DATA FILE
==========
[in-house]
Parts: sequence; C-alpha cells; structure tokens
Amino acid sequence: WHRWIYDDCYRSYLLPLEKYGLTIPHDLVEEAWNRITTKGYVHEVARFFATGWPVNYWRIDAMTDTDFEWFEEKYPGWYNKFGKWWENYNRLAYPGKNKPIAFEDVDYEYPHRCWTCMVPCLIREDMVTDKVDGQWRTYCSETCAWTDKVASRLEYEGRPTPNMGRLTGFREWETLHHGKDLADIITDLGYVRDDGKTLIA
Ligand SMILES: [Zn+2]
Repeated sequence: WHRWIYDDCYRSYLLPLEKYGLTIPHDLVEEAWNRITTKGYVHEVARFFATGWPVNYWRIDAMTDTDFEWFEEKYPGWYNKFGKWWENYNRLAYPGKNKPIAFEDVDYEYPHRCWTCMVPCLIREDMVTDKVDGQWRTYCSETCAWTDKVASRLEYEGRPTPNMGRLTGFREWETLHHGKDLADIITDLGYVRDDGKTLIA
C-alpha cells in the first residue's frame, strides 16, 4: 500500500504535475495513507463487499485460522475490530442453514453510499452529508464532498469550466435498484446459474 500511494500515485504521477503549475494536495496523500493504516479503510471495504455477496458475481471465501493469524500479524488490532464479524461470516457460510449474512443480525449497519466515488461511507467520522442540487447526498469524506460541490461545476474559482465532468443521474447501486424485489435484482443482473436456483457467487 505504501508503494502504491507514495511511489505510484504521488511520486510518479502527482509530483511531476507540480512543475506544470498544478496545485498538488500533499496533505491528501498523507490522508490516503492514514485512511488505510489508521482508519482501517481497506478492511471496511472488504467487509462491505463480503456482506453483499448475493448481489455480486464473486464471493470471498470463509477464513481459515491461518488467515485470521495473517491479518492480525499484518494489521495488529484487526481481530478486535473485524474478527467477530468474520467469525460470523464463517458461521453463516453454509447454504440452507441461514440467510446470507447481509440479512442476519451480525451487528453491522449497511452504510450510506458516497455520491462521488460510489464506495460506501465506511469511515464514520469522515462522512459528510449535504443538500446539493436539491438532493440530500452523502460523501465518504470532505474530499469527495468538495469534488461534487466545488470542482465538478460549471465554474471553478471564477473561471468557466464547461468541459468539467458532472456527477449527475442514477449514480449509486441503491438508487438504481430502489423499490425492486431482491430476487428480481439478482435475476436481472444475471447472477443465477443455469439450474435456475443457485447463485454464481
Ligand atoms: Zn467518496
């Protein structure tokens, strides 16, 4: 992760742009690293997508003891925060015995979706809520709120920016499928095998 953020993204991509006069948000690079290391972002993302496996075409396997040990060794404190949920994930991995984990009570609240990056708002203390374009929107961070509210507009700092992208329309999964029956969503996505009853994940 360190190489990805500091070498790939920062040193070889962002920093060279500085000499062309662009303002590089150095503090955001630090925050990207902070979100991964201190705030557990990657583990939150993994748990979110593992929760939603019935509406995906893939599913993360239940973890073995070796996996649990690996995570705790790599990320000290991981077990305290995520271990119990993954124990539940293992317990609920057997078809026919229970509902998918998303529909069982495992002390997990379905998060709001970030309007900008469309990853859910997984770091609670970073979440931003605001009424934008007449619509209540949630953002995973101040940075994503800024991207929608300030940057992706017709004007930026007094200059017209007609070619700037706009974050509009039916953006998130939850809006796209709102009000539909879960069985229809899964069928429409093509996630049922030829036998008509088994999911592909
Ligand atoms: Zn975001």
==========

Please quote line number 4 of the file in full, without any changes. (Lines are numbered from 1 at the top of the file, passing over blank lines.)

Ligand SMILES: [Zn+2]